HOUSE of Fraser is coming to Chester, as exclusively revealed by The Chronicle.
The retailer has signed the long-awaited contract to operate a 160,000sq ft department store as part of the £283m Northgate Development which will regenerate Chester city centre.
Everyone connected with the project will be breathing a sigh of relief that the contract is signed and sealed because without a major retailer at the heart of the scheme it would have been a dead duck.
Steve Hibbert, operations director of House of Fraser, said: 'We are pleased to have secured such a significant unit in one of the most exciting retail-led mixed-use schemes planned for the UK.
'Northgate will provide the flexible shop area we need and which was not previously available in Chester's historic shopping area.'
Siep Hoeksma, joint managing director of ING Real Estate Development UK, which is funding the project, said: 'We are truly delighted to have attracted one of the top retail names to the city for the first time.'
'This important step forward sends a message to local people that we are committed to making Northgate a reality.'
House of Fraser has taken a 35-year lease on the anchor unit located to the north-west of the scheme, which includes 440,000sq ft of retail space.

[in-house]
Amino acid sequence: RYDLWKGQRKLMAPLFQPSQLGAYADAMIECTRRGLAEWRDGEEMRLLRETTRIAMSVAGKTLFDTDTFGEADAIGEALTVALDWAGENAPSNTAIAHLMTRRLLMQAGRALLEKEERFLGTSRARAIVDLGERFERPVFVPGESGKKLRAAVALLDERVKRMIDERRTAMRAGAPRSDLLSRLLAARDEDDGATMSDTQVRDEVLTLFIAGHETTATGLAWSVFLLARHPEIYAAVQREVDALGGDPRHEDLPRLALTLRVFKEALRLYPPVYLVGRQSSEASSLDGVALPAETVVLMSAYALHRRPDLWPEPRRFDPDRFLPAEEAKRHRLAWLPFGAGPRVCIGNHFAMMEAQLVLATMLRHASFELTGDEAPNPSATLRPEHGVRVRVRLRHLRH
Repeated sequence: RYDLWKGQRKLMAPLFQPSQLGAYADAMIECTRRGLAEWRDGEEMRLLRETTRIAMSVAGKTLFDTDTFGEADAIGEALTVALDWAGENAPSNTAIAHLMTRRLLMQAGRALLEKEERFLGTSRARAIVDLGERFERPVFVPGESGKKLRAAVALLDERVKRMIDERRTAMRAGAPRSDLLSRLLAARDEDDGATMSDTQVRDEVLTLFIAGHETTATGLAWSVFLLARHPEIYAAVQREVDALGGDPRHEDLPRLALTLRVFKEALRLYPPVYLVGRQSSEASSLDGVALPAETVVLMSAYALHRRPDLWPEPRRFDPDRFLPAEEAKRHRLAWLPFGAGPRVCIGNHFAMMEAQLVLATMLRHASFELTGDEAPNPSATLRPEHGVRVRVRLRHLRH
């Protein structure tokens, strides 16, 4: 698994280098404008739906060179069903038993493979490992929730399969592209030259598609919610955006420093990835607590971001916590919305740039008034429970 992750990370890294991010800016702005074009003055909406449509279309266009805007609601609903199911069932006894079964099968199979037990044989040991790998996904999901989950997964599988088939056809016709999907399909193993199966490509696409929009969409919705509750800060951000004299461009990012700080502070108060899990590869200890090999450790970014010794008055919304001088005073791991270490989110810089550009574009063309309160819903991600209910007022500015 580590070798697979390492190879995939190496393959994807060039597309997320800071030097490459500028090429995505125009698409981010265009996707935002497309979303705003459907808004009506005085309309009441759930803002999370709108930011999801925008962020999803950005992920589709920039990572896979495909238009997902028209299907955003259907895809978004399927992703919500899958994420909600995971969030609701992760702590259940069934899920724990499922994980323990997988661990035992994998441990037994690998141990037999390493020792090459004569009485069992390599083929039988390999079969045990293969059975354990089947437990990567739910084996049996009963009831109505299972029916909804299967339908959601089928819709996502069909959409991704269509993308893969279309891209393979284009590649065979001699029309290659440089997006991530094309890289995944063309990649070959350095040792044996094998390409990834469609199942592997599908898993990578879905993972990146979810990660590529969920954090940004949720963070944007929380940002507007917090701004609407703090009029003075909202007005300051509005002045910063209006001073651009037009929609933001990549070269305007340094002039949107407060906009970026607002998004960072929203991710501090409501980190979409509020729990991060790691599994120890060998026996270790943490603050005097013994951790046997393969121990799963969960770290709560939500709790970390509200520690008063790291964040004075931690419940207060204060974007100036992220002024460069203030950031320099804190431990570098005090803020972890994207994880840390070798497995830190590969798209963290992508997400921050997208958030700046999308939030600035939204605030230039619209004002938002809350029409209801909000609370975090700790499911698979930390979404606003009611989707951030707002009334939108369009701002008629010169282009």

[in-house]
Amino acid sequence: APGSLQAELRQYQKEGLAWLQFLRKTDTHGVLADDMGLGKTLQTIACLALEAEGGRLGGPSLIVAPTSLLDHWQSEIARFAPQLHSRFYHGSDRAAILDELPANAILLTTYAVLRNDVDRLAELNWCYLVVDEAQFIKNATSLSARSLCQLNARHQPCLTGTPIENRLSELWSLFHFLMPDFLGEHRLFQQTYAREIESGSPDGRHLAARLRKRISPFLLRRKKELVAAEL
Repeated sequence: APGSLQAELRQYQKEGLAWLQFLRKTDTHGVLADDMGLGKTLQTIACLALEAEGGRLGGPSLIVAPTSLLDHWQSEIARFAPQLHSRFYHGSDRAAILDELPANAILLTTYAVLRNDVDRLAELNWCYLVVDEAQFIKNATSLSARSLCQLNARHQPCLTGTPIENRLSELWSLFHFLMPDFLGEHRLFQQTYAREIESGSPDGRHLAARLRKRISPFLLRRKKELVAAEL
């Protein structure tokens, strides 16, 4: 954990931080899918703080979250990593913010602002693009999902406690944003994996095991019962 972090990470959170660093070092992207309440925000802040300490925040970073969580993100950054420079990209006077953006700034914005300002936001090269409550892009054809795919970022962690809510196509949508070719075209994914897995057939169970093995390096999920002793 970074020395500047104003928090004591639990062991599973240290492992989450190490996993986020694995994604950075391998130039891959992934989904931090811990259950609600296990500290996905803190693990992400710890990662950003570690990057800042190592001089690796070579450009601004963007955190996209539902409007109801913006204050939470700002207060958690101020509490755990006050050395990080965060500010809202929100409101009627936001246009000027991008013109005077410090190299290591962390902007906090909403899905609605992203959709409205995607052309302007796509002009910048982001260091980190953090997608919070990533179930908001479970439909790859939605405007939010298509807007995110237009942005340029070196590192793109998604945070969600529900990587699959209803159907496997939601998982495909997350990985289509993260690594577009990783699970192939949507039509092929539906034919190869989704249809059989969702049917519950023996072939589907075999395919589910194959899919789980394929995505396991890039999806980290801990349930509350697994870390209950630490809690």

The project has been designed to regenerate an area occupied by The Forum and behind the town hall which is not believed to be fulfilling its potential.
The mall will be replaced with the department store and 60 units within shopping streets featuring a modern interpretation of The Rows, including three major store units. Above the shops will be 112 residential apartments.
There will be a new bus station and multi-storey car park, new market hall, new library and a performing arts centre within a public square fronted by caf s and restaurants.
In a joint statement, Chester City Council leader David Evans and deputy leader John Price said: 'This is great news.
'The House of Fraser name and the new retail provision will complement and enhance the existing shops in the city, making the city centre much more attractive for shoppers across the region.'
A theme of the development is the open-style streetscape will be reintroduced based on the street pattern lost 30 years ago. It was a conscious decision not to turn Chester into a giant closed shopping mall.
The architects say the new quarter will integrate with the city's historic townscape.
The town hall will remain untouched at the heart of the development, along with all other buildings of architectural and historical importance.